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The British Council commissioned a number of writers to explore the relationship between Britain and Ireland. A selection of these articles have been republished in openDemocracy. Links to the full British Council volumes are below:
This project is an editorial partnership with the British Council. Read more about openDemocracy's editorial partnerships programme.
I first came across the Lives Entwined project when I was based in Baghdad in 2006: I was reopening our operation there after the war. On arriving in Iraq I had been struck immediately by the resonances with Northern Ireland in the 1970s. It’s too simple to say – for Protestant/Catholic read Sunni/Shia. But there were echoes: not least the same depressing facility of mankind to find and home in on deep malevolent feelings of resentment and mistrust, and their close cousin, violence...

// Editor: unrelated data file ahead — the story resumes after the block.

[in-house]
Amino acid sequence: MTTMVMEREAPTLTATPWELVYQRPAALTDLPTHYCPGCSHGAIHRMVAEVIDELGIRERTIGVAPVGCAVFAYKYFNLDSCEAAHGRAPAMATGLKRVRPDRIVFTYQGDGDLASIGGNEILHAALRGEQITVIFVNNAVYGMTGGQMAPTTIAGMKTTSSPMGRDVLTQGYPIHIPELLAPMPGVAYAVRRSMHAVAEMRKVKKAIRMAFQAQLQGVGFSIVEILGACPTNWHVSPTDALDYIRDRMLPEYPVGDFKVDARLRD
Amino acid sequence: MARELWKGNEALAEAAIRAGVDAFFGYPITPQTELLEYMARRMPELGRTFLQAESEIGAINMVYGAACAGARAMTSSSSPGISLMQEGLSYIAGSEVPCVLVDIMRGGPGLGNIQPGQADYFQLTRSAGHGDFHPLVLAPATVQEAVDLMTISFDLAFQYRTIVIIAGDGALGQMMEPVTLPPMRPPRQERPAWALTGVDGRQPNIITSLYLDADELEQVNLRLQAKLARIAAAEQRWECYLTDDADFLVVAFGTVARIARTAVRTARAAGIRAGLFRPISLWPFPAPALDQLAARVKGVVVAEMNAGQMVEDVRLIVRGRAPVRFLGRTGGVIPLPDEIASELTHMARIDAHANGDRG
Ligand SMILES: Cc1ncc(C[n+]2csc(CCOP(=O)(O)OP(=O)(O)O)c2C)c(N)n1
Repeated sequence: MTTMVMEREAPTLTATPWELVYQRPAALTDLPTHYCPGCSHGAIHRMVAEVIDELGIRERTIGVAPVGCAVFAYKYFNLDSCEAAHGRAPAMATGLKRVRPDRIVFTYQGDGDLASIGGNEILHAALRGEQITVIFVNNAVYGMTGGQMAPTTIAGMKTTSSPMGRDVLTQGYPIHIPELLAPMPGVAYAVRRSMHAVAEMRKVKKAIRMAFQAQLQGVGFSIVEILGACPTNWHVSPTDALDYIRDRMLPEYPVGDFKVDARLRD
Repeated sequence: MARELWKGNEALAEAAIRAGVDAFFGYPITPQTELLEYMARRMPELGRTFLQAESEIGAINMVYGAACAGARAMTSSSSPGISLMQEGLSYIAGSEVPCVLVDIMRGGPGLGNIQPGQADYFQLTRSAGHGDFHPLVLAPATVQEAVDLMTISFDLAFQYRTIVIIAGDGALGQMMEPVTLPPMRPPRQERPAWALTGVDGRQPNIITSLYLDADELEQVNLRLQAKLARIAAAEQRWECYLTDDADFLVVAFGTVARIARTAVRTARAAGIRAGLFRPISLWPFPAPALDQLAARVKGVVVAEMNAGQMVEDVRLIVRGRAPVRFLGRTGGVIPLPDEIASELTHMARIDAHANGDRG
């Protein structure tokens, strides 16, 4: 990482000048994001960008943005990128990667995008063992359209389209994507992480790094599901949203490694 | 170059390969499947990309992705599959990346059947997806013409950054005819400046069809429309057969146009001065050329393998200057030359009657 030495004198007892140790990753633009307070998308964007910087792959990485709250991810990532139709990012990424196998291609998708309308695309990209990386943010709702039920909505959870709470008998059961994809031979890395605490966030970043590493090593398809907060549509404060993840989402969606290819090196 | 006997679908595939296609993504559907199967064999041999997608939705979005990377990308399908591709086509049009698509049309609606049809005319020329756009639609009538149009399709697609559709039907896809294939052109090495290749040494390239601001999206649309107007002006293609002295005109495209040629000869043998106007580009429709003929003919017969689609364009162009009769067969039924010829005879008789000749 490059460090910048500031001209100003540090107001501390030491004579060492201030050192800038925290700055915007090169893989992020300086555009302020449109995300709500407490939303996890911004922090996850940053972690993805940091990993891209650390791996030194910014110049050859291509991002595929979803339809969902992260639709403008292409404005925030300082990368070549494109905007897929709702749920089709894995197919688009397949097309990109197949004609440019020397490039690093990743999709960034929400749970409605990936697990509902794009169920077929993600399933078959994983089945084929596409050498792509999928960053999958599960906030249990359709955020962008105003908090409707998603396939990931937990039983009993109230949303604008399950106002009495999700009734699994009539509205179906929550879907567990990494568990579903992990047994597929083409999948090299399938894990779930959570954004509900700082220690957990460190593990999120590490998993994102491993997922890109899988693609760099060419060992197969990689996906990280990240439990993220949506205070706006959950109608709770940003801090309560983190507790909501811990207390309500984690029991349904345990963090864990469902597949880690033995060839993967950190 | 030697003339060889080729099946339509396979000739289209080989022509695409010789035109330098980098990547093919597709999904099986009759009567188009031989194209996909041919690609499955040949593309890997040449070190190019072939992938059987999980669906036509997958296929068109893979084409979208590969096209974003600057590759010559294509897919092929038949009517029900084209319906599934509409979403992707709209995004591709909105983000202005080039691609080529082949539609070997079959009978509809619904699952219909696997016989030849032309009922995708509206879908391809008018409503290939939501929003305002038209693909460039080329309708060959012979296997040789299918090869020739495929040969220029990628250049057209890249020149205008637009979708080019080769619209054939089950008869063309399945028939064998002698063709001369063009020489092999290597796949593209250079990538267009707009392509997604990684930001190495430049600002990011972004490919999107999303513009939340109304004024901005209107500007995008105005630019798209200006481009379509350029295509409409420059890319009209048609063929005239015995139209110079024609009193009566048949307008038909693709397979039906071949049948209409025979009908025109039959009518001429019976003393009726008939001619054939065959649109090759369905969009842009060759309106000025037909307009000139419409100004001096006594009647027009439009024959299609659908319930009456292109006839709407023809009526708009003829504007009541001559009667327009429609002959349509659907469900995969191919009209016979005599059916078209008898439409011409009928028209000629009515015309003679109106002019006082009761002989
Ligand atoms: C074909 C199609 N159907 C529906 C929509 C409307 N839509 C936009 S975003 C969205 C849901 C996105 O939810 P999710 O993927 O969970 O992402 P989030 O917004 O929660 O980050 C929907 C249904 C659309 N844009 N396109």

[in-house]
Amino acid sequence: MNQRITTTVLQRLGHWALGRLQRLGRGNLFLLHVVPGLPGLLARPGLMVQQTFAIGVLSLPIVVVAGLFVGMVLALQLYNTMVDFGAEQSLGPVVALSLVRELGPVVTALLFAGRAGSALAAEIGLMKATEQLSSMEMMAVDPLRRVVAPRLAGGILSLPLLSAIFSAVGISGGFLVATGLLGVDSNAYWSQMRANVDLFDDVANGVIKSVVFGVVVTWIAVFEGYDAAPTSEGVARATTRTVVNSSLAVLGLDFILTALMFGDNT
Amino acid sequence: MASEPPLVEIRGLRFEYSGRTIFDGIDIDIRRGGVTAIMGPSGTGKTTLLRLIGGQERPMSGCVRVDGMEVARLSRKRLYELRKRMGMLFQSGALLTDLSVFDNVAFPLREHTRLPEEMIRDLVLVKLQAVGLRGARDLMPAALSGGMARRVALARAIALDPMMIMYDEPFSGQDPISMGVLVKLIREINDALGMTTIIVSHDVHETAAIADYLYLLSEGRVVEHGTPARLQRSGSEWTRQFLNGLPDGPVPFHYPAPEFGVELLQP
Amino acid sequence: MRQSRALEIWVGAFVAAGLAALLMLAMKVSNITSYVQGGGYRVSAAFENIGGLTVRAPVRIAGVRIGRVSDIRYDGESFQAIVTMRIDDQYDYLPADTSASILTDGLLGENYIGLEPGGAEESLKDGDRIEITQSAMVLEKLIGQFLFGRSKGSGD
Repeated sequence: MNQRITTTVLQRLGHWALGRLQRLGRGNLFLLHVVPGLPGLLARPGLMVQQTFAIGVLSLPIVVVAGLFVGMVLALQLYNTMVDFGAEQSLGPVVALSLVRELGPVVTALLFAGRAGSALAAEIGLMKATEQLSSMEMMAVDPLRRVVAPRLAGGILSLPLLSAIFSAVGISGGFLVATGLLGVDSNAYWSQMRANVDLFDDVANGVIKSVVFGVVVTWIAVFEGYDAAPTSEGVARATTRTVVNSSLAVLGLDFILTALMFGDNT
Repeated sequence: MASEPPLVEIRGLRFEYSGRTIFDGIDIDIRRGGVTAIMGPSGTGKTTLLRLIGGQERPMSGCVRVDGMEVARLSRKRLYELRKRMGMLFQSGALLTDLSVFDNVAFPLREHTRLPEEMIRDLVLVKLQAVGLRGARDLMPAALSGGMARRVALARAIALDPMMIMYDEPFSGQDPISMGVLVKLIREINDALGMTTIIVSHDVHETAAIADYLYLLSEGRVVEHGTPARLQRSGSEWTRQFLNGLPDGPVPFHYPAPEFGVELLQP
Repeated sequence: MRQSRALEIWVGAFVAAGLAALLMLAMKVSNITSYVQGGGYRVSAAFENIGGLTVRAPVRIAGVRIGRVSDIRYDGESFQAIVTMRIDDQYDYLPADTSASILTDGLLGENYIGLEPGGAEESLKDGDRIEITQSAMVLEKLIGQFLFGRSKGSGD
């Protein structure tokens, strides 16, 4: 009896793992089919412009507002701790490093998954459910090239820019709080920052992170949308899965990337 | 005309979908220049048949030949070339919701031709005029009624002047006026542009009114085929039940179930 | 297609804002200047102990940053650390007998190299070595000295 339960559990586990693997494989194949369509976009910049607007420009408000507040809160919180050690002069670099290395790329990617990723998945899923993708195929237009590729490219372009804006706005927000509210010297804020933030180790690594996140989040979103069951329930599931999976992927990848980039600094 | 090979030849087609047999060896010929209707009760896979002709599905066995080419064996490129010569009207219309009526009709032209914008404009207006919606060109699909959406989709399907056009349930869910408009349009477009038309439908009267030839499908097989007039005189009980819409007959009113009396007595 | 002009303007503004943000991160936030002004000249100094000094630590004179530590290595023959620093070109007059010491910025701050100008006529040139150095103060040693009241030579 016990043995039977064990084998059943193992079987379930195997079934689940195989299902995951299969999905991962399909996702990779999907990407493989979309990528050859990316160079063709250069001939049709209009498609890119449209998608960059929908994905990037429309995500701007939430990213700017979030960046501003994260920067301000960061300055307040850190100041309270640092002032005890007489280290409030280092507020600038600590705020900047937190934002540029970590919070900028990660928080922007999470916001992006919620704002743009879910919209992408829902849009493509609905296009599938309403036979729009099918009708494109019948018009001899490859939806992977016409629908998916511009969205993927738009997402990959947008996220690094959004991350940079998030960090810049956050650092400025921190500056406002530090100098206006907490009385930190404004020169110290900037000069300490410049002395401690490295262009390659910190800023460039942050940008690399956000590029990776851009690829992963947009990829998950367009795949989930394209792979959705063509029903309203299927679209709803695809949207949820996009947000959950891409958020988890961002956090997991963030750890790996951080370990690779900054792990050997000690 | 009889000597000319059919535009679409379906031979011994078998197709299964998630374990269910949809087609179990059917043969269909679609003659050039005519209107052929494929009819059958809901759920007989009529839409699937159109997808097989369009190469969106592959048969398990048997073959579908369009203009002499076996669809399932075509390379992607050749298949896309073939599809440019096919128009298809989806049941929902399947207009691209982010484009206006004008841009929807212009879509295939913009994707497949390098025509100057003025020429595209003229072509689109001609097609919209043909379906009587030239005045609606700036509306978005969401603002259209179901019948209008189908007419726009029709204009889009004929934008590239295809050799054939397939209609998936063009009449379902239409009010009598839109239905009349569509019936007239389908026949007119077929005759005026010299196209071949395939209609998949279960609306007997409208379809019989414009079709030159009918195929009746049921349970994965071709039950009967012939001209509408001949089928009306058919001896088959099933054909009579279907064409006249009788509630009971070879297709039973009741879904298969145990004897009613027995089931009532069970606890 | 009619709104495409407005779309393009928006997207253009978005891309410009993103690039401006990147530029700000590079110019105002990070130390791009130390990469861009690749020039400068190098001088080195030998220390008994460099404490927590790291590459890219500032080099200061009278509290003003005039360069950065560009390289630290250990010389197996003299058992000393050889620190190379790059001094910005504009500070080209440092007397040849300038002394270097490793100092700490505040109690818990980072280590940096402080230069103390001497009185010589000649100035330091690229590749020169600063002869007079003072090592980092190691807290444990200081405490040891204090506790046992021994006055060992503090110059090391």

Essentially, what struck me then, and stays with me still, is the profound human need for dialogue – to test and share beliefs – and the consequences of ignoring that need – conflict, hatred and violence. That dialogue, and the consequent building of trust and engagement, is what the British Council means by cultural relations and it underpins everything we do.
Reading Lives Entwined back in 2006 – in a sense it seemed the opposite of conflict. There were contrary views, of course, but the project was underpinned by the worth of dialogue, of views expressed and listening done. When I returned to Northern Ireland last year to take up my current job, one of the first things I did was to reread Lives Entwined I, II, and III. That was when I started thinking about a Lives Entwined IV. My initial question was how have our expectations, hopes and fears changed in the years since the last volume in 2008?
… Are our lives still so entwined? Do we still define ourselves through our historic relationship or have the tectonic plates shifted? Where does the relationship go from here in the context of the pressures outlined above? And what of the future? The writers were given a brief and the freedom to write in their own authentic personal voice. The outcome, we hope, is a new definition of the relationship between the United Kingdom and Ireland brought right up to date for 2012.
David Alderdice, Director, British Council Northern Ireland, from the Welcome to the fourth edition of Britain and Ireland: Lives Entwined. October, 2012.